Colombia's largest rebel group on Friday called off a unilateral cease-fire in reaction to a military raid on a guerrilla camp that killed 26 of its fighters, further straining negotiations to end the country's half-century-old conflict.

The Revolutionary Armed Forces of Colombia said in a statement Friday that it felt obliged to end the five-month-old truce aimed at facilitating the peace talks because of the constant pursuit of its fighters by the military.

The Thursday attack on the guerrilla camp in Cauca province, which President Juan Manuel Santos called a major blow against the FARC, appears to have been in retaliation for the rebels' own stealth raid last month, also in Cauca, on an army patrol. Ten soldiers were killed in that attack, which led Santos to scrap his own confidence-building gesture: a ban on launching air raids against guerrilla camps.

The FARC commander known by his alias Pastor Alape, one of the group's chief envoys to peace talks taking place in Cuba, denounced the attack on Twitter as a "treacherous and degrading act" carried out in the dead of night

Meanwhile Santos urged the FARC to accelerate negotiations if it wants to prevent further bloodshed. Speaking alongside the visiting Chinese Premier Li Keqiang, he said the armed forces are ready to combat any new FARC offensive.

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"From the day the conversation in Havana started I've been clear," Santos, a former defense minister, said in televised remarks earlier Friday. "Operations by our armed forces against the insurgents will not be detained, they won't be detained. Nobody should fool themselves."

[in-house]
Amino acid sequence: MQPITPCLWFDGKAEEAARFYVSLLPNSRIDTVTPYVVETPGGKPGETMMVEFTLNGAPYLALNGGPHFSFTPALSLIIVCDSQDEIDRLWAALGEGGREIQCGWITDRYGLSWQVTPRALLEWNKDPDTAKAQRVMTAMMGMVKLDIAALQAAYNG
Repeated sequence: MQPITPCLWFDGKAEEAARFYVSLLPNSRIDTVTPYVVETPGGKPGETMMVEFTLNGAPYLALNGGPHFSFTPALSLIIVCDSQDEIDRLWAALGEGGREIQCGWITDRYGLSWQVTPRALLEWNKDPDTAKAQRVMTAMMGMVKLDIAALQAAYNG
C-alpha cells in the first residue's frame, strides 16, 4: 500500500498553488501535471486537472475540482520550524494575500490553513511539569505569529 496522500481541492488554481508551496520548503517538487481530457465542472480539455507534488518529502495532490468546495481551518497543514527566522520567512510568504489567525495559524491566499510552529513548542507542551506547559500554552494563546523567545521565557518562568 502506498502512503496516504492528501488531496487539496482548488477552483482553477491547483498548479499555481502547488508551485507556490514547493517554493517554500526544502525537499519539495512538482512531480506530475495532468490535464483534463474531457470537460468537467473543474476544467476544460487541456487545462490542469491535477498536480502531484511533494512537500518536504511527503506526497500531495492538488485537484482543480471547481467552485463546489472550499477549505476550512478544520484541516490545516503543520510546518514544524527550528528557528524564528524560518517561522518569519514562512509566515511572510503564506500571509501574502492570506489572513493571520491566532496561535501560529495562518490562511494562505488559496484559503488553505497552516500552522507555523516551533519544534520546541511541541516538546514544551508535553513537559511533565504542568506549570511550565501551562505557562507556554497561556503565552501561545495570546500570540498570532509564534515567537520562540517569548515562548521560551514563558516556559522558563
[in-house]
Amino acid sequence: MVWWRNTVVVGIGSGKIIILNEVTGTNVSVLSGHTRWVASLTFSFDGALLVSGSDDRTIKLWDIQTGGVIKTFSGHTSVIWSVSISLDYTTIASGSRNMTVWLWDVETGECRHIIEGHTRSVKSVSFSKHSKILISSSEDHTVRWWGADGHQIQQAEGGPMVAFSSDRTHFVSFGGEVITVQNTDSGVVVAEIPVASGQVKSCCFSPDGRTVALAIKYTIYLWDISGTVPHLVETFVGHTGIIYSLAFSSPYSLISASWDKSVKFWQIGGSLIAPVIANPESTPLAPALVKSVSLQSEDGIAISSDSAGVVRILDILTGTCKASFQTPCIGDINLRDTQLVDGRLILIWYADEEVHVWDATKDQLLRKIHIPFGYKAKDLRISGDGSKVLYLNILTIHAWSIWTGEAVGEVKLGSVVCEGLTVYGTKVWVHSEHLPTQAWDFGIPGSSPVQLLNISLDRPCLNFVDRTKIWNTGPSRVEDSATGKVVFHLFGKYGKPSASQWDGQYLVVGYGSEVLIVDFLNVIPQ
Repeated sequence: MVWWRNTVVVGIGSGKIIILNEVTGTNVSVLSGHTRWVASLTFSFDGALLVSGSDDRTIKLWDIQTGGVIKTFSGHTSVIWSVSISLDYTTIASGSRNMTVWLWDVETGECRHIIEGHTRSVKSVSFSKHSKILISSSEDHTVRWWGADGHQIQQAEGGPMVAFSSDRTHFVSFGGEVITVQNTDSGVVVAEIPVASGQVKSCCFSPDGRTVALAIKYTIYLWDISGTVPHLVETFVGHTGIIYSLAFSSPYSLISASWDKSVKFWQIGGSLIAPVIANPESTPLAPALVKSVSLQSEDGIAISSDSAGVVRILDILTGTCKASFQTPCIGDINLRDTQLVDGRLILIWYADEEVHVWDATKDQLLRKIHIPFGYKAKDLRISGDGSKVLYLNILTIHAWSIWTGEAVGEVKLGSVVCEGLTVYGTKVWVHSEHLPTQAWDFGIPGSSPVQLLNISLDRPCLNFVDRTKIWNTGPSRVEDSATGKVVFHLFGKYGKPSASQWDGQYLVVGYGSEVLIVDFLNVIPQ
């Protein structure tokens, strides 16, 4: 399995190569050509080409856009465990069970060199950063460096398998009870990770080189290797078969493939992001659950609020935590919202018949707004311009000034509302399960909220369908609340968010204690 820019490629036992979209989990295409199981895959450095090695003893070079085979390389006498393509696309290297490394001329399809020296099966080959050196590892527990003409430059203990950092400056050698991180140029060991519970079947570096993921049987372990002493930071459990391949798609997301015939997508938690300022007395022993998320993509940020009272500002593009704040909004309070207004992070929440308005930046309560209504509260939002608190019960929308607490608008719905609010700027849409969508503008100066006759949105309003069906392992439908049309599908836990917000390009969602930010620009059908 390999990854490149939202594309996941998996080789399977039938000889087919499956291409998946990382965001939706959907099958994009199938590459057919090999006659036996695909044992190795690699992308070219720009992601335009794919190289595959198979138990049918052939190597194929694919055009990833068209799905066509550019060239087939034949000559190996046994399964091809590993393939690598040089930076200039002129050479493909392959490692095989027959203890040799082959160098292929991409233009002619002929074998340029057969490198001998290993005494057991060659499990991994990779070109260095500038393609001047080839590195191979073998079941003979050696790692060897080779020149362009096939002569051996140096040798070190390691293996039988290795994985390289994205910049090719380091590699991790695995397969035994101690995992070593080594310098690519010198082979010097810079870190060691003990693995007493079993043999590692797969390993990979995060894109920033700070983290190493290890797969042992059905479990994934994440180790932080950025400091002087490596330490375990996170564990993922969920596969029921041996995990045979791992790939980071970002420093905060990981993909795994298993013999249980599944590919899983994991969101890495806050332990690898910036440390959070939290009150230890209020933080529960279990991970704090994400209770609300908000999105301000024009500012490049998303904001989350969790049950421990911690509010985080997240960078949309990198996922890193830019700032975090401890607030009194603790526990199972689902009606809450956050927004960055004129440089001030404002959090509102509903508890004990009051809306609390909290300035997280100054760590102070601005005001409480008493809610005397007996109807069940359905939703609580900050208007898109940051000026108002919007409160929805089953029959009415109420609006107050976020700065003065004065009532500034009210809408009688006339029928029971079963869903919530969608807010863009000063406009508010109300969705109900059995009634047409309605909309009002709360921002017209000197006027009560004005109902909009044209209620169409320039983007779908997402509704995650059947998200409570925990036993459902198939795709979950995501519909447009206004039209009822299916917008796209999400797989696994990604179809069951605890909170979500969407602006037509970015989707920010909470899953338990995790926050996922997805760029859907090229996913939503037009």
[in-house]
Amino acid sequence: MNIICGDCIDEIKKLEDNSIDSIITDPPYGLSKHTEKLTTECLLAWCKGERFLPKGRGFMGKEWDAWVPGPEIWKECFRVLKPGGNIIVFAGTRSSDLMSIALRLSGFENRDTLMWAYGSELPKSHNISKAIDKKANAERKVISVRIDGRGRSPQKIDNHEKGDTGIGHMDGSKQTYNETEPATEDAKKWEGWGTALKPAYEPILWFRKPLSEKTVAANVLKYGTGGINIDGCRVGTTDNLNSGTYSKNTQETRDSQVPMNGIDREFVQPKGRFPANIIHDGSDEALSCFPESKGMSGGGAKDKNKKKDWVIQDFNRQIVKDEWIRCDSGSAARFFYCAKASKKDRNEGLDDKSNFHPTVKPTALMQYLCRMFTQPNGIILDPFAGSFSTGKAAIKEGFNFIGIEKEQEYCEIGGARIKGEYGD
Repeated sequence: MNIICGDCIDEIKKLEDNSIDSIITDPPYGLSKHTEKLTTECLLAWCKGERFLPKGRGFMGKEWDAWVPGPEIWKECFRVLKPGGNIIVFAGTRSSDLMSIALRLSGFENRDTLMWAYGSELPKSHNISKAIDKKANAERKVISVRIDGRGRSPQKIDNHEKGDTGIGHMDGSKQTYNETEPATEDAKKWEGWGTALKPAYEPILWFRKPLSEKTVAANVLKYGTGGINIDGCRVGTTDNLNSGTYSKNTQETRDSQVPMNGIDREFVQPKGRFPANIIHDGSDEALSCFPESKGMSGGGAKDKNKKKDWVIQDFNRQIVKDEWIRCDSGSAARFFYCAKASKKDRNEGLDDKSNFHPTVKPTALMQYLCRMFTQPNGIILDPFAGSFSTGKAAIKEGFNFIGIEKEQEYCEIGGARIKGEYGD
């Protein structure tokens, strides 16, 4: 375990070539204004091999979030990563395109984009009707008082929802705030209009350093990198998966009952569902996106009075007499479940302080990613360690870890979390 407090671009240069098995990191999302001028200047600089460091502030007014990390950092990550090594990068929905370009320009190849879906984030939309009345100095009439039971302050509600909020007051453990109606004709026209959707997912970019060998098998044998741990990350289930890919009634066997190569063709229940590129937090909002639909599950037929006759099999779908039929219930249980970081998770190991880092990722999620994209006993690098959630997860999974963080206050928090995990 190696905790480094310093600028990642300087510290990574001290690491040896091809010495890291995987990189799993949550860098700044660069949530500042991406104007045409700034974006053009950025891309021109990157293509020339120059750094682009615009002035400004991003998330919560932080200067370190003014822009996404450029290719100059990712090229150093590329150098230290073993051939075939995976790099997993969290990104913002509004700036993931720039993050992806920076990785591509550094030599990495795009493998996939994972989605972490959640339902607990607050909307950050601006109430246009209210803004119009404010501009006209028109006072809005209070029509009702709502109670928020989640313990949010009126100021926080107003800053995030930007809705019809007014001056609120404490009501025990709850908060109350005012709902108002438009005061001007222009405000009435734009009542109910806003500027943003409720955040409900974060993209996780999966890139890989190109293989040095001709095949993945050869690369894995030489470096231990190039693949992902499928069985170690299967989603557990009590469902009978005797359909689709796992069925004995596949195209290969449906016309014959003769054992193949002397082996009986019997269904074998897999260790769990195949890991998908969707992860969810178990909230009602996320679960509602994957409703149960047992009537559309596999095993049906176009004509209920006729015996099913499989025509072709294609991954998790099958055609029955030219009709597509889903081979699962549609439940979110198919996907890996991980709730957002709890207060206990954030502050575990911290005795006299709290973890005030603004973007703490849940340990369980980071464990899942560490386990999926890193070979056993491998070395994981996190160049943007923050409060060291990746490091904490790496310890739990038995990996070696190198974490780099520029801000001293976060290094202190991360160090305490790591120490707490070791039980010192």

Santos said that the army seized a stockpile of weapons during the raid, including 37 assault rifles and a M60 machine gun. The rebels apparently belonged to the same commando unit that in November raided a police post on Gorgona Island, a destination frequented by European adventure tourists.

While the FARC negotiators' declaration of a unilateral truce in December pleasantly surprised many Colombians, it was never fully honored by the estimated 7,000 fighters on the battlefield, many of whom are isolated and on the ropes after more than a decade-long, U.S.-backed offensive.

But the FARC's cease-fire, which was always contingent on its troops not being attacked, was viewed by many as a sign that a deal was close and the conflict winding down.

The FARC said that to provide more oxygen for talks it is imperative that a bilateral cease-fire be declared as soon as possible. That is an option Santos has rejected outright up to now, leading many Colombians to question how progress toward a deal can be sustained. In two years of talks, both sides have already reached preliminary agreements on three areas — political participation for ex-rebels, agricultural reform and ways to combat drug-trafficking — as well as a deal to jointly remove land mines.

"You can't discuss peace in Havana while in Colombia making war," said Carlos Lozano, editor of a Communist Party-run newspaper and sometime mediator between the rebels and the government. "That's what is generating instability in this process."

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